4. How do you think brands and advertisers might be able to use Slow TV? Have shows ever been sponsored?
Yes, absolutely. A local station in the US broadcast a steak being grilled over 13 hours with embedded competitions to keep people hooked. There was a spoof real-time advert of a 'flight from hell' filmed over several hours by an airline, put together as means of juxtaposing its own superior service and experience. As for 'linear TV' on a major broadcaster, it's yet to happen as far as I know. I have approached a commercial broadcaster in the UK with ideas and they feel there is nothing in Slow TV for them; I have gone to an independent production company with several ideas and they feel the UK TV landscape will not accommodate anything like the Norwegian format as it's too much of a risk. Even though NRK has created several national events with Slow TV and has become world famous for it. An obvious inspiration for commercial Slow TV could be drawn from the film which foresaw reality TV. "The Truman Show" is the 'Slow TV' of a man's entire life, broadcast continuous in real time. Much in Truman's world - from appliances to clothes - are available to buy in catalogues, not to mention the obtrusive product-placement pieces-to-camera. Slow TV in a commercial context is something waiting to happen and could work well if the broadcaster concerned gives it their all and not a half hearted truncated accommodation of Slow TV late at night.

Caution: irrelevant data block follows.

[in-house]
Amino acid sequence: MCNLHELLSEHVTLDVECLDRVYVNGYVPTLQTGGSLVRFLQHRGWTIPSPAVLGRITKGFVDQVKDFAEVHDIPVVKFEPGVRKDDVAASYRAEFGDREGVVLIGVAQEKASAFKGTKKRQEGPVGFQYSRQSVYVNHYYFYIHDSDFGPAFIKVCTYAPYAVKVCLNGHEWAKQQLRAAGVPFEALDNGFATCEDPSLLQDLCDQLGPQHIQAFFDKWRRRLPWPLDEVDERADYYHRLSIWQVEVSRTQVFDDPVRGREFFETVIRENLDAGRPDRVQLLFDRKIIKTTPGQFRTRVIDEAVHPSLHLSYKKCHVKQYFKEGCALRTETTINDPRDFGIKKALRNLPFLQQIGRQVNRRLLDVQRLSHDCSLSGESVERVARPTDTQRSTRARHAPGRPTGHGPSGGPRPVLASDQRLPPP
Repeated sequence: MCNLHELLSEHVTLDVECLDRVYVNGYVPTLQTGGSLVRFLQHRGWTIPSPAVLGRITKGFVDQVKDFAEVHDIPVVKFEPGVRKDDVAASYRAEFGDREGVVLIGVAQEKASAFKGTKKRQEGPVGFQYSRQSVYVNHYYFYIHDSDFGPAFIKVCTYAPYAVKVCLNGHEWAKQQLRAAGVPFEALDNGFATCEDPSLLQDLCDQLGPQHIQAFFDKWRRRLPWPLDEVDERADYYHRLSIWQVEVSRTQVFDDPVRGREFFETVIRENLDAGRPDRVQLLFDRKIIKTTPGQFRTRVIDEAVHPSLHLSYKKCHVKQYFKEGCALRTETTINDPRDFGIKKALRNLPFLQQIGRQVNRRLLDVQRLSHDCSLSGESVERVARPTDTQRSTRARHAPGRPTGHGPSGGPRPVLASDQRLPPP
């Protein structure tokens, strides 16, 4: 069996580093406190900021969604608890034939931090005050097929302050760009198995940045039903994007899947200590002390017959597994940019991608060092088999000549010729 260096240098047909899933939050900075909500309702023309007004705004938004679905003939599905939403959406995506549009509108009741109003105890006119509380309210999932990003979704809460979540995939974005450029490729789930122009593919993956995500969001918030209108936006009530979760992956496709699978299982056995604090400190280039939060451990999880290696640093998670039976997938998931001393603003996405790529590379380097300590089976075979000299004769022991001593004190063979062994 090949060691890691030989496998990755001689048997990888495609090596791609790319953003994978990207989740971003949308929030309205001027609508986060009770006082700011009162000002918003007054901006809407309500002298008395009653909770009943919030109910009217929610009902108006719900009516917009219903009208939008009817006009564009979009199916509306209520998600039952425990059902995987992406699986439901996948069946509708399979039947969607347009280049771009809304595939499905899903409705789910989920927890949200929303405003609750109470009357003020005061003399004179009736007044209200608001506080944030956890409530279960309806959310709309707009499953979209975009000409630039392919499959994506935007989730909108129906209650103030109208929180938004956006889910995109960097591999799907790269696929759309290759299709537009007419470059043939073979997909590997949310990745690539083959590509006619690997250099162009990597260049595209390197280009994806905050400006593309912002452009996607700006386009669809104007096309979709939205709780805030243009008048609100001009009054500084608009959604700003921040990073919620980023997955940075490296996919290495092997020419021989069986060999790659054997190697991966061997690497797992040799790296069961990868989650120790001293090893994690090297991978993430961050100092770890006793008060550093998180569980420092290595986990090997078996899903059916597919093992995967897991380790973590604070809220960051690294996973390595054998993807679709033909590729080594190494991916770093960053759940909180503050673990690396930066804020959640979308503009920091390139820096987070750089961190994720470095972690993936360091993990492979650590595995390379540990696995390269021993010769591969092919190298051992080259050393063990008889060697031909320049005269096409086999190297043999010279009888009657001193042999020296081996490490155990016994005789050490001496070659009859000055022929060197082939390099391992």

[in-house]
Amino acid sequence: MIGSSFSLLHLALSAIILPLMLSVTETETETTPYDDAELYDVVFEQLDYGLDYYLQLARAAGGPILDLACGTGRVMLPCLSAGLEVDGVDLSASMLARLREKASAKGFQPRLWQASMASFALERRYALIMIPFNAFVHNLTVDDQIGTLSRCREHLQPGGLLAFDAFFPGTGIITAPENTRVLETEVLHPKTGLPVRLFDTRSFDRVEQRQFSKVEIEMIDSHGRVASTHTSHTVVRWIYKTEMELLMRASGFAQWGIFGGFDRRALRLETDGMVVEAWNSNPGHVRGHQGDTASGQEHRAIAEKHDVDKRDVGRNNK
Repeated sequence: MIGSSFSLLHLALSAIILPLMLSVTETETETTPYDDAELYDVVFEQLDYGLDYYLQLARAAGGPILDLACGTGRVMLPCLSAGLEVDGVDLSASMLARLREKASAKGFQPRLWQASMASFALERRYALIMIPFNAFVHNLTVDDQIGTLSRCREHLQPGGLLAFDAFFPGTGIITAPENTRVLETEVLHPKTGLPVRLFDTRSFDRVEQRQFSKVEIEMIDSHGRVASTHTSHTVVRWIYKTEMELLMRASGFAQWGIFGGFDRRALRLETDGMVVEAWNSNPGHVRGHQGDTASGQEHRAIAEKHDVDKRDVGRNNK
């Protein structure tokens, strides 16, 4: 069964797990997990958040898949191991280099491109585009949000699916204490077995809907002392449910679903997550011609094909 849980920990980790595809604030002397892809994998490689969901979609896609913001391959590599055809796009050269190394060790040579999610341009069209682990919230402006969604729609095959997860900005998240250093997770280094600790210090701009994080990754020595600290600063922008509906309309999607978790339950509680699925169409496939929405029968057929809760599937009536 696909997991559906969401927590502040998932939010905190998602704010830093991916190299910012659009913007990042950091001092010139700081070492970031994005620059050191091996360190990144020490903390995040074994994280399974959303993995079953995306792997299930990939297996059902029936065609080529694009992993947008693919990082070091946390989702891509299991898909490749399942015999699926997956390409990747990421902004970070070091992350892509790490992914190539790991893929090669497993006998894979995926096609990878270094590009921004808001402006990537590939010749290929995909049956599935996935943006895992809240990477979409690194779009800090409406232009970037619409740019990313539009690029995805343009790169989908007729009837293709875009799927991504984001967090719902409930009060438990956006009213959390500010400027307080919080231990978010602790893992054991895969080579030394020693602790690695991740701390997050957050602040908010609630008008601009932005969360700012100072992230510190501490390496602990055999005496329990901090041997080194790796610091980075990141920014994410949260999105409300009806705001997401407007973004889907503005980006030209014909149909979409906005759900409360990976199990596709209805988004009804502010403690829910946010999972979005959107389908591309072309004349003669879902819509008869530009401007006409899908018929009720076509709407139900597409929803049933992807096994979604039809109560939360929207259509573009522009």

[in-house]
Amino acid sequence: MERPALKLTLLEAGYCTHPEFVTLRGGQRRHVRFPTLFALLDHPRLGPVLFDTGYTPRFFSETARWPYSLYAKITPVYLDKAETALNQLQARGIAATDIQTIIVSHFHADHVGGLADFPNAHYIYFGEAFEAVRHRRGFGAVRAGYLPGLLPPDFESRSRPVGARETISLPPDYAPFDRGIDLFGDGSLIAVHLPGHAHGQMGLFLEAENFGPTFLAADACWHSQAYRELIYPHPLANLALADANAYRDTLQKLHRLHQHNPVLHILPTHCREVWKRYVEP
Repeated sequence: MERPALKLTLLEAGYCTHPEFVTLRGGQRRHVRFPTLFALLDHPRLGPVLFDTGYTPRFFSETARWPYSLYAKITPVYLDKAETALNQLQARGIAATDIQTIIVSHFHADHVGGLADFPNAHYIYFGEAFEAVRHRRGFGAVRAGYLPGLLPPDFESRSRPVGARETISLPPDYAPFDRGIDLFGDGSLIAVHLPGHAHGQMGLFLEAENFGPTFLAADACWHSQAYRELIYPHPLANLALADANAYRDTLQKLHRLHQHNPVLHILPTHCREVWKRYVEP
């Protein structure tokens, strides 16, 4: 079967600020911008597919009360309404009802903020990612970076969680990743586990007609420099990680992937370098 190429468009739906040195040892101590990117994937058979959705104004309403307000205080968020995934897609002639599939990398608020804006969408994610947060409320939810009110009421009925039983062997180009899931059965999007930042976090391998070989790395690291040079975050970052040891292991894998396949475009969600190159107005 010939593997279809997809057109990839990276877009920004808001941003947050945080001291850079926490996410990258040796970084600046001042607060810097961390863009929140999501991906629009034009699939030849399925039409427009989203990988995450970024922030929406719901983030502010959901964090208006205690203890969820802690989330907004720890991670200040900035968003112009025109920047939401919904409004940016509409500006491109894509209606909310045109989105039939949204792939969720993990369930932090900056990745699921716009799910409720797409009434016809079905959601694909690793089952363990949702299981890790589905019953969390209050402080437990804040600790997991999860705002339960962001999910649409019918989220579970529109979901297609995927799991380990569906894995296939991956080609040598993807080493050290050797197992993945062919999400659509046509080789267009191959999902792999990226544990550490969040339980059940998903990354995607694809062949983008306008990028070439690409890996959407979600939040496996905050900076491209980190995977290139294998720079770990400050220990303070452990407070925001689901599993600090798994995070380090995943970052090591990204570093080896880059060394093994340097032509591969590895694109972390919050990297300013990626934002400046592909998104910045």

5. Where do you see this trend going - what hasn’t been achieved yet that you’d like to see?
I see this trend continuing and spreading, though really only Russia has pulled off a Slow TV project worthy of that of NRK's consistent track record. I am delighted other countries and broadcasters are having a go but haven't yet understood its full potential. It's an amazing format, give it the time, broadcast slot and production value it deserves.
Norway has a couple Slow TV projects to come this year; we're overdue a Norwegian-guided USA based Slow TV production (meant to have been November last year). The BBC I expect will further dabble in Slow TV and I hope will better frame its conceptualisation of the subjects it's been showing. I'd like to see a British broadcaster have a full-on go at Slow TV before online platforms catch on (shhhh!); the TV we watch at home on the big screen is still what makes for more 'important' TV, although younger viewing habits and nascent technologies. Indeed, as viewing technology evolves, there could be applications for immersive Slow TV experiences via 360 degree headsets. One of the Norwegians' driving factors in producing Slow TV has been to push the technological challenges in delivering their projects and as broadcasters look to the future, adapting that production to viewing possibilities will no doubt be something which will be explored.
Slow TV should be around for a long time. New subjects, new countries and broadcasters. If it's done well and correctly it will be something audiences will love and ask for more of - as Norway has been showing the rest of the world for nearly seven years now. My working in producing Slow TV is also something I'd like to happen, to - and another reason for my blog!